|Fogarty International Center Welcomes New Advisory Board Members
The Fogarty International Center of the National Institutes of
Health has announced the appointment of six new members to its
advisory board. Joining the board as voting members are Dr. Gail
Cassell, Dr. Roscoe M. Moore, Jr., Dr. Ariel Pablos-Mendez and
Dr. Bonita F. Stanton. Additionally, there are two new ex-officio
members on the board, Dr. Barbara Alving, director of the National Center for
Research Resources (NCRR) at NIH and Dr. Donald Lindberg, Director of the National
Library of Medicine (NLM) at NIH.
"We are honored that these outstanding scholars and clinicians would serve on Fogarty’s advisory board," said Fogarty director Dr. Roger I. Glass said of the appointments. "The diversity of their backgrounds is in keeping with the Center’s long tradition of tackling global health challenges from a multidisciplinary perspective."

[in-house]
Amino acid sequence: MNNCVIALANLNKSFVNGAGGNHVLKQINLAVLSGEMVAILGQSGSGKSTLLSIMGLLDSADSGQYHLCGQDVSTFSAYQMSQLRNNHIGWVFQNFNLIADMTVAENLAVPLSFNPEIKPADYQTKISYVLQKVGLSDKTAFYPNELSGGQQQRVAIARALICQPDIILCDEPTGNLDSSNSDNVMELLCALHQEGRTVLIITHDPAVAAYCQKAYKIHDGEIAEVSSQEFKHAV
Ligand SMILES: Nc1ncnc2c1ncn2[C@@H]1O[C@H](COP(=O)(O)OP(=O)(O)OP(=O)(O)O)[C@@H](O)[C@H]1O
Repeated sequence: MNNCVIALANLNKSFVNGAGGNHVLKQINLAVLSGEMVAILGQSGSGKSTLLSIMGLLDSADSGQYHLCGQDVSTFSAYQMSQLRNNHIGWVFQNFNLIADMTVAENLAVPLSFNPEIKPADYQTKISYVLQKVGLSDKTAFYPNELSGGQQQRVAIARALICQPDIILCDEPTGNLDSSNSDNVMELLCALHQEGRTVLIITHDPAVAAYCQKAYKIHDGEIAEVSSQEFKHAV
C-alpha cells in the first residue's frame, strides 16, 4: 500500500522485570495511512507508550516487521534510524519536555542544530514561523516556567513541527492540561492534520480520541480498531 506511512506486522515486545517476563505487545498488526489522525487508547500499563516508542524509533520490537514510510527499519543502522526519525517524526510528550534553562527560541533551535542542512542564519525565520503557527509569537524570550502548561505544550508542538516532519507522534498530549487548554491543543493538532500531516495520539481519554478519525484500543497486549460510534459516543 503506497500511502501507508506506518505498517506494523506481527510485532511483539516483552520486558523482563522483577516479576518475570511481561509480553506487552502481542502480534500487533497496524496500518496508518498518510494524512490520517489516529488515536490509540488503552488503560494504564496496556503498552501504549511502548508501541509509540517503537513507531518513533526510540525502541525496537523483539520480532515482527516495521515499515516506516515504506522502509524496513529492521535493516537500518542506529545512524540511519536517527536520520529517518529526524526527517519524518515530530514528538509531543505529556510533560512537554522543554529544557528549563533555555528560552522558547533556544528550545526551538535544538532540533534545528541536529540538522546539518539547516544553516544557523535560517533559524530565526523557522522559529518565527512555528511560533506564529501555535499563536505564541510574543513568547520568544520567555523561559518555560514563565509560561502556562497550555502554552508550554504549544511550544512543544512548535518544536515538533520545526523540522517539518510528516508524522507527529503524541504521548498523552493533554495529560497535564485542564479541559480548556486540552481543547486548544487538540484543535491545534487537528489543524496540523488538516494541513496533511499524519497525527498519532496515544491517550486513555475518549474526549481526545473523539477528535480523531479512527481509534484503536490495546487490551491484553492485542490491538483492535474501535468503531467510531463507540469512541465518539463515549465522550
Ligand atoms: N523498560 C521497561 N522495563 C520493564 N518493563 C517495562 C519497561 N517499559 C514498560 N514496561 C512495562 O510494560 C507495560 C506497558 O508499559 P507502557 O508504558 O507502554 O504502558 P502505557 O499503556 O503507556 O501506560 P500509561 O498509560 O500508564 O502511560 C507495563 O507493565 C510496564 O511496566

Dr. Gail Cassell is the vice president of scientific affairs and Distinguished Lilly Research Scholar for infectious diseases at Eli Lilly and Company. She is also a professor emeritus in the Department of Microbiology at the University of Alabama at Birmingham (UAB). Additionally, she serves as senior scientist at UAB, both in the Center for AIDS Research and the Cystic Fybrosis Center. She is the recipient of numerous awards, including the Centers for Disease Control and Prevention Honor Award, "Partners in Public Health," and an award for outstanding research accomplishments by the International Organization for Mycoplasmology. She received her doctorate in microbiology from UAB.